Students who develop an interest in the relevant subjects will eventually dive deeper to understand the more basic and necessary knowledge on their own. For e.g. students who have an interest in computer science or engineering would be self-motivated enough to find out more about math and how it works to help them solve their related subject problems. It has been shown that this intrinsic motivation is much more effective at encouraging learning and actual long-term memory recall. Compare this to being forced to learn a wide breadth of topics with shallow surface level knowledge that we have almost all but forgotten by the time we even turn 21. 

If we, like Dale, can provide a sensory experience that is “wow” enough to invoke interest and fascinate people, that would create the necessary intrinsic motivation in them to seek out more knowledge and understand more about specialty coffee on their own rather than us forcibly shoving information down their throats.

Compound Coffee Co.’s tagline is “Greater Coffee Experiences” and our work has always been dedicated to finding ways to improve that sensory experience which we provide to our customers. We hope to drive more interest in the coffee industry and what farmers do at origin which has so much impact on the final cup. Hopefully, with enough interest and education, there will come a time in the future where consumers are willing to pay more for extraordinary coffees and that demand will lead to more money reaching the farmers. This will help promote a sustainable living income for the farmers and also a thriving coffee farm culture that can enable and empower them to achieve so much more than just great coffee.


True Hospitality

There are so many lessons about hospitality that we can learn from this short 15-minute routine. The first one being Dale’s approach to interacting with the judges. Right from the get go, he specifically asks them NOT to turn to or look at him but rather focus on what’s in front of them and enjoying the sensory experience that he has prepared for them. This takes the entire spotlight off him and instead places it on the judges and their experience of the coffees and visual presentations. It takes, in my opinion, a truly humble person and a barista sincerely gunning for a purpose bigger than himself (in this case, a connection with the farm) to be able to present in this manner. Many baristas are always in a mindset of “look at me look at me”, and “this is what I did or look what I discovered, I am so awesome” as opposed to Dale’s “Hey look at what this farm did differently and here's how that impacts the coffee based on this study”. There is barely a shred of ego in his entire performance.

Later on, while giving his instructions to pick up and smell the aromatic cubes, he had to repeat himself a second time to encourage them to do so as there is clearly a pressure to be on time. Dale inadvertently apologizes for his instructions being difficult. It is clearly not difficult, but Dale apologizes anyway to avoid any feelings of pushiness on the judges and to make them feel comfortable. This is a great example of what real hospitality is like, even through such a small and insignificant gesture. The goal is to make your guest feel as comfortable as possible and take any pressure/uncertainty off their minds to allow them to enjoy their experience as fully as possible and Dale achieves this effortlessly.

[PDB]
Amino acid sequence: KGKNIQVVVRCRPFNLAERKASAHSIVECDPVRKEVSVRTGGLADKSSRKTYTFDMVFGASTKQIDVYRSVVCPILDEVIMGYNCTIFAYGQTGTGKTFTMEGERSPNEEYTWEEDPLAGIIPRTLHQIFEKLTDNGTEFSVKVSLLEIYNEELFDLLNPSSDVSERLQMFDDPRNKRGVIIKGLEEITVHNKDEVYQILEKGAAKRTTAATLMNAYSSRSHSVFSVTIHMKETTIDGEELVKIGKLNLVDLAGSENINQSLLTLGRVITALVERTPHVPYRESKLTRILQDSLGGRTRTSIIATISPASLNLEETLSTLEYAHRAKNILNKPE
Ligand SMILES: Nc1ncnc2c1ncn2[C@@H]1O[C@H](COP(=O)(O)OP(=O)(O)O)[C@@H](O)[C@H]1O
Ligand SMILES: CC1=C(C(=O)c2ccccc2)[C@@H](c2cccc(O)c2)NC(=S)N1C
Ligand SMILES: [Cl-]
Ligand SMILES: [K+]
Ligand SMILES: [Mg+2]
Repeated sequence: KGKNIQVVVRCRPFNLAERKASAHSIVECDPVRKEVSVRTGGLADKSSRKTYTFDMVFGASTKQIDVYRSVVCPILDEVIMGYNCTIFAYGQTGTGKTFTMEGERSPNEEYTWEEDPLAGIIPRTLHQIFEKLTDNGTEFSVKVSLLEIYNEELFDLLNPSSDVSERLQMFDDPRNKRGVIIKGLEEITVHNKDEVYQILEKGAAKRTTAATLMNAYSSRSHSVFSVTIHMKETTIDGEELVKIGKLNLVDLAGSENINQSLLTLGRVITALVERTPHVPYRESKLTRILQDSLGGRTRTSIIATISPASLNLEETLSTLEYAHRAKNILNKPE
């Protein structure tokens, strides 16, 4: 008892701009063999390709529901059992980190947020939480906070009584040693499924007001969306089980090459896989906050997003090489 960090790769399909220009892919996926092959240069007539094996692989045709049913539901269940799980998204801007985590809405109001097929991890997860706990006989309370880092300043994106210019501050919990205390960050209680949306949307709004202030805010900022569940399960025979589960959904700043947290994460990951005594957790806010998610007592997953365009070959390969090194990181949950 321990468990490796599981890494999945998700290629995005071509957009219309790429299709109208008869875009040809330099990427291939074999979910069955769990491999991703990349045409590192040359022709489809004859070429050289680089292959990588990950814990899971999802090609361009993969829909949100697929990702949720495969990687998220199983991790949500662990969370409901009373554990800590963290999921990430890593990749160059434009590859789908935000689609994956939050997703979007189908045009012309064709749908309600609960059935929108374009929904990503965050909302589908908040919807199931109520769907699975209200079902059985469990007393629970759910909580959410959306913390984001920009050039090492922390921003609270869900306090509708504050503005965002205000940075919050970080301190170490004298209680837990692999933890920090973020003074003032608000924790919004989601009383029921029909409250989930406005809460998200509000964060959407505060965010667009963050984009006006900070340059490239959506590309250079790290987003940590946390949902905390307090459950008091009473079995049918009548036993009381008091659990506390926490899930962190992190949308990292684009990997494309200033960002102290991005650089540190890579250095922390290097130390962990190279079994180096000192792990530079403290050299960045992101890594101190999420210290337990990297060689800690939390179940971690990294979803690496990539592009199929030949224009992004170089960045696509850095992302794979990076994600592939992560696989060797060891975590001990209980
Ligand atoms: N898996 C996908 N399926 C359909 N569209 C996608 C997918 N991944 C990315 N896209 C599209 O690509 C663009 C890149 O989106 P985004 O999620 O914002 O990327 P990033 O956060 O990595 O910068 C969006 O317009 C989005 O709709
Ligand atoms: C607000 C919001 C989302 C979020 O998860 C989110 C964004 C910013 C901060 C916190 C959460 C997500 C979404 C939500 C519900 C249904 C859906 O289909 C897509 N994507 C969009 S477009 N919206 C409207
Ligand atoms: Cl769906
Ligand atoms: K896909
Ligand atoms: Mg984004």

Some people might retort that there is no need to apologize. It’s not like they did anything wrong. But that is missing the point entirely, while it’s true that you didn’t do anything wrong, it isn’t about right or wrong here but how a simple gesture like this can actually make a customer feel completely different. There are a tremendous number of “professionals” who can’t get this right simply because their ego & pride gets in their way. It takes a real understanding of and commitment to hospitality for professionals to be able to perform these little actions as it stems naturally from a sincere desire to please the customer and try to make them feel as comfortable as possible. 

People just going through the motions of their jobs or who don’t actually enjoy their jobs will find it incredibly difficult to reach this level of hospitality because it will be exhausting to constantly keep up such behavior for an extended period of time. 

During the third phase of his presentation, he invites the judges to turn around to the next table and casually adds “squeeze in closer, it’s okay, we’re all friends here”. “We’re all friends here”! What a simple yet masterful sentence! When was the last time, if ever, anybody said anything remotely similar to “We’re all friends here” during their routine to the judges? How would YOU feel when you’re at a café/bar/restaurant and the barista presenting to you talks like that? It’d make you feel totally welcomed there wouldn’t it? Yet how many people would be comfortable, let alone sincere enough to actually mean it when they say such a simple sentence to their customers. How many people are actually sincere about befriending their customers?

This entire routine has been a real inspiration to me, and I hope that it will be the same for everyone else. It was truly a master class in hospitality and a focus on providing a world class customer experience, all whilst maintaining an impeccable technical standard and serving a purpose bigger than the barista himself; the farm and their story.